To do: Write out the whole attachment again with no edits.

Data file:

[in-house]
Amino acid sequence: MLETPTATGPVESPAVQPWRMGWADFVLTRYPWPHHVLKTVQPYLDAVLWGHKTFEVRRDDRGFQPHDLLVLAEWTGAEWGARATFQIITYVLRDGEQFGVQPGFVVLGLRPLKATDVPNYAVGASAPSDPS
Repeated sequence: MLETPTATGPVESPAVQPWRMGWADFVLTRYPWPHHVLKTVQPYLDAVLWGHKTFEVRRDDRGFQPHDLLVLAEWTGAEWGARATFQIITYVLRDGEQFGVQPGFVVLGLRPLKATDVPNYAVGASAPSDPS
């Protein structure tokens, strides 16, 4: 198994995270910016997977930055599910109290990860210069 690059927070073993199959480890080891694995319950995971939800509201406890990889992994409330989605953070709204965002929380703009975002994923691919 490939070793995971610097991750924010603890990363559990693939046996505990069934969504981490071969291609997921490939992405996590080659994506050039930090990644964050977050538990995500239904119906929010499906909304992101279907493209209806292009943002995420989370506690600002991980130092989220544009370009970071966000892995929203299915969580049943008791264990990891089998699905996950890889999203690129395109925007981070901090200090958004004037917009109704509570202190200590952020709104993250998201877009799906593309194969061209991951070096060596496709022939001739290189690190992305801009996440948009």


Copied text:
[in-house]
Amino acid sequence: MLETPTATGPVESPAVQPWRMGWADFVLTRYPWPHHVLKTVQPYLDAVLWGHKTFEVRRDDRGFQPHDLLVLAEWTGAEWGARATFQIITYVLRDGEQFGVQPGFVVLGLRPLKATDVPNYAVGASAPSDPS
Repeated sequence: MLETPTATGPVESPAVQPWRMGWADFVLTRYPWPHHVLKTVQPYLDAVLWGHKTFEVRRDDRGFQPHDLLVLAEWTGAEWGARATFQIITYVLRDGEQFGVQPGFVVLGLRPLKATDVPNYAVGASAPSDPS
């Protein structure tokens, strides 16, 4: 198994995270910016997977930055599910109290990860210069 690059927070073993199959480890080891694995319950995971939800509201406890990889992994409330989605953070709204965002929380703009975002994923691919 490939070793995971610097991750924010603890990363559990693939046996505990069934969504981490071969291609997921490939992405996590080659994506050039930090990644964050977050538990995500239904119906929010499906909304992101279907493209209806292009943002995420989370506690600002991980130092989220544009370009970071966000892995929203299915969580049943008791264990990891089998699905996950890889999203690129395109925007981070901090200090958004004037917009109704509570202190200590952020709104993250998201877009799906593309194969061209991951070096060596496709022939001739290189690190992305801009996440948009």